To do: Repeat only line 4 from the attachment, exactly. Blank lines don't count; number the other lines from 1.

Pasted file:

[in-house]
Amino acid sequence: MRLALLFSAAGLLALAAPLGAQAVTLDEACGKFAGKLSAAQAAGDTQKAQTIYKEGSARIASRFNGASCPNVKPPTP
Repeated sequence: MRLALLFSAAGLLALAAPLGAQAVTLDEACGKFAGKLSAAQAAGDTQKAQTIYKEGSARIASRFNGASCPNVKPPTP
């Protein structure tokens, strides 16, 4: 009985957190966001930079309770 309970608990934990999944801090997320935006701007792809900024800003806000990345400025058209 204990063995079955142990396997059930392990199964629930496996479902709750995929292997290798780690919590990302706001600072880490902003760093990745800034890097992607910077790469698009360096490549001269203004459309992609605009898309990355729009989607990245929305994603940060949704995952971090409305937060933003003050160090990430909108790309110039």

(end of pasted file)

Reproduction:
């Protein structure tokens, strides 16, 4: 009985957190966001930079309770 309970608990934990999944801090997320935006701007792809900024800003806000990345400025058209 204990063995079955142990396997059930392990199964629930496996479902709750995929292997290798780690919590990302706001600072880490902003760093990745800034890097992607910077790469698009360096490549001269203004459309992609605009898309990355729009989607990245929305994603940060949704995952971090409305937060933003003050160090990430909108790309110039």